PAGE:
The FCC has released its National Broadband Plan and I have perused it, in anticipation of digging into it. The vast majority of reactions seem to agree that it has some good parts and some disappointments. Karl Bode summarizes the plan nicely (as does Glenn Fleishman). From our perspective, it is good on a million details but disappointing on its solutions.
As is usual for me, I'll focus on wired networks.
This plan will not lead to the meaningful competition we all want. It will further cement the power of incumbent providers who have refused to invest -- especially in rural areas. However, it does encourage Congress to "clarify" that the public should be able to build and own networks via local governments and other arrangements. This is the closest we come to a victory.
This is what they have to say about the matter (page 153):
Tribal, State, Regional and Local Broadband Initiatives In addition to Tribal, federal, and state efforts to support broadband deployment, local governments and regions often organize themselves to support deployment in their communities. According to recent market research, as of October 2009, there were 57 fiber-to-the-premises (FTTP) municipal deployments, either in operation or actively being built, in 85 towns and cities in the United States. These deployments collectively serve 3.4% of the FTTP subscribers in North America.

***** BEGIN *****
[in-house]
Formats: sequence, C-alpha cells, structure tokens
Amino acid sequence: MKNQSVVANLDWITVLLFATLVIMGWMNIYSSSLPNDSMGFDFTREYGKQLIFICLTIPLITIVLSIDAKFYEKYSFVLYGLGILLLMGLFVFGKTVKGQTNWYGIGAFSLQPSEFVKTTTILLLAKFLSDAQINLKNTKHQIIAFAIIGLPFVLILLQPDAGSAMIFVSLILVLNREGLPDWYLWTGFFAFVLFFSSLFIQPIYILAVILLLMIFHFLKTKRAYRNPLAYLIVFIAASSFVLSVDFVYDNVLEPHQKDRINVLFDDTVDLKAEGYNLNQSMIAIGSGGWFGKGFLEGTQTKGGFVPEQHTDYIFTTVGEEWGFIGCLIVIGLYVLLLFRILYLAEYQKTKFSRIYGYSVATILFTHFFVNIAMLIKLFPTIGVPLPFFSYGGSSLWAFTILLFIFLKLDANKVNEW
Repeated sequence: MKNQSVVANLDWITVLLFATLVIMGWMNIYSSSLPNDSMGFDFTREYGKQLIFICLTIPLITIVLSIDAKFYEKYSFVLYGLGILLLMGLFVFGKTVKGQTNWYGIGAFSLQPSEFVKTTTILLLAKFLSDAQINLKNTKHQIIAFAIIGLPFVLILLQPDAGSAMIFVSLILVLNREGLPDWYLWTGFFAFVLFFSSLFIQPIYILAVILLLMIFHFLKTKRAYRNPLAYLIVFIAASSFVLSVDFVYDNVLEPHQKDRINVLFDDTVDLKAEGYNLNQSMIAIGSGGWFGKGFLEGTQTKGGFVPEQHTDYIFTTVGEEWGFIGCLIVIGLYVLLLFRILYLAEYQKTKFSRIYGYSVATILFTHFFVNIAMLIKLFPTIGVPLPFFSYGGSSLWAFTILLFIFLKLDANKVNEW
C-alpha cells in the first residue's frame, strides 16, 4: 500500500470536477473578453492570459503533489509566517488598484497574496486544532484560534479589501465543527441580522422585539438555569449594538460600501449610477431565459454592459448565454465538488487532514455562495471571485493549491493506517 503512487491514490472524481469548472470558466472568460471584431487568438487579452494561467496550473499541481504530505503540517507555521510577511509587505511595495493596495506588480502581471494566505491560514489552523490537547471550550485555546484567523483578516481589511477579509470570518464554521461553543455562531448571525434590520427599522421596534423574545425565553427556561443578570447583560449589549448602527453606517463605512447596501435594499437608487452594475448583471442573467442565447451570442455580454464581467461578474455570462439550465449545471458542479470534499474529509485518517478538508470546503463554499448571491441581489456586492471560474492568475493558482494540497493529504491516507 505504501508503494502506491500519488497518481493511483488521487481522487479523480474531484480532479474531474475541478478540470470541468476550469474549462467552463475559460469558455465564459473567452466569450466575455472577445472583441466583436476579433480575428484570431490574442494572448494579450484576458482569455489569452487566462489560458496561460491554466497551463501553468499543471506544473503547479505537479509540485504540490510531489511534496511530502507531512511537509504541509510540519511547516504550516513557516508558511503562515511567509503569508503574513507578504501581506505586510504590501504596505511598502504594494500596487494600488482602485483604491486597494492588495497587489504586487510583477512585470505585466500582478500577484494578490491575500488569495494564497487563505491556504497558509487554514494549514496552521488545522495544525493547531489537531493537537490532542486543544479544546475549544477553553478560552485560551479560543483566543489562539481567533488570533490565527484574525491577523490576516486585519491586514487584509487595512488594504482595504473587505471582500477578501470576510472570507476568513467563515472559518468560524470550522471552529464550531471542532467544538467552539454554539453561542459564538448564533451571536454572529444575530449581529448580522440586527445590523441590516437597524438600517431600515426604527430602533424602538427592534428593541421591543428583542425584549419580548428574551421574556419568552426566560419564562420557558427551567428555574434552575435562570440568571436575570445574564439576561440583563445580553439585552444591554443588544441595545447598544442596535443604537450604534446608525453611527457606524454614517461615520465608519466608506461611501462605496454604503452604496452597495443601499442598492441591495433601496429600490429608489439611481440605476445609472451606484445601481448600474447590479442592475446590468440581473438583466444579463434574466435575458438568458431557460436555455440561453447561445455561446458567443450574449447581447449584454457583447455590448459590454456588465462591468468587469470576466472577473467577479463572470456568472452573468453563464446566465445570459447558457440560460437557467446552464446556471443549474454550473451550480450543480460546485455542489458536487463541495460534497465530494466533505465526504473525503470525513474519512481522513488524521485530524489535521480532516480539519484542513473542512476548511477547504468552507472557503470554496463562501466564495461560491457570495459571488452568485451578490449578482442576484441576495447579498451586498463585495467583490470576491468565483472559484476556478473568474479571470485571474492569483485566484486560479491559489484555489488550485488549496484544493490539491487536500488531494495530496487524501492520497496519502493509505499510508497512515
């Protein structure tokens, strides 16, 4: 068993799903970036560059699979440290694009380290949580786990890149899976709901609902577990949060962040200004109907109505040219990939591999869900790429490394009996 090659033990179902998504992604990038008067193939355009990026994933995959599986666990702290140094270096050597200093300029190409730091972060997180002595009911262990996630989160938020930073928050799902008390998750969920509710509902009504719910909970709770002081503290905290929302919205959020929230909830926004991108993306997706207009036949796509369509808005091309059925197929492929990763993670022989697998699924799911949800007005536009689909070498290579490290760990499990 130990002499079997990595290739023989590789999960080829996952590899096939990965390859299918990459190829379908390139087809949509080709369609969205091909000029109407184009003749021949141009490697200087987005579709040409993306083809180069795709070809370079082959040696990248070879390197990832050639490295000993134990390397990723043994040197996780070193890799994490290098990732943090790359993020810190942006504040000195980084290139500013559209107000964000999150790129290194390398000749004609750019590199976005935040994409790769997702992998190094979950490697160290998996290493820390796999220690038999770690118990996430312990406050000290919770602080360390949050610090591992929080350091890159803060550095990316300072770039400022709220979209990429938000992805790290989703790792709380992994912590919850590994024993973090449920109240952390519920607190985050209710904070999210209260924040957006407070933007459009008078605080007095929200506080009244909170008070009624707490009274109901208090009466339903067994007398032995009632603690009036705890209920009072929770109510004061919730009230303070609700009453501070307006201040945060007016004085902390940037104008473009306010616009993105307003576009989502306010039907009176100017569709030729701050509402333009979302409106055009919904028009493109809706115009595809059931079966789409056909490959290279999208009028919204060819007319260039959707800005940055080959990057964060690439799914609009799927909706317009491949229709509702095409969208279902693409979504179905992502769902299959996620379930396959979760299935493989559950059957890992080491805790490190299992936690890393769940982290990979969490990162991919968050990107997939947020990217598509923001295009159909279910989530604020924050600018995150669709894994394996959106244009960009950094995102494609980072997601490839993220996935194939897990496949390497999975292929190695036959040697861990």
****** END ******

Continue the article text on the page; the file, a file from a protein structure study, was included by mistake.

Not all government-sponsored networks serve consumers directly. Several government-sponsored entities, such as NOANet in the Pacific Northwest and OneCommunity in Ohio, are major providers of backhaul capacity in areas that benefit community institutions and local broadband service providers. Their networks are often “constructed” by patching together and opening up to wider use fiber and other connections that might originally have been built for single-purpose institutional needs, such as the needs of government offices and local transportation. By offering up that existing capacity to wider use, including the service provider community, these efforts can benefit an entire community, not just one institution.
While it is difficult to measure the impact of many local...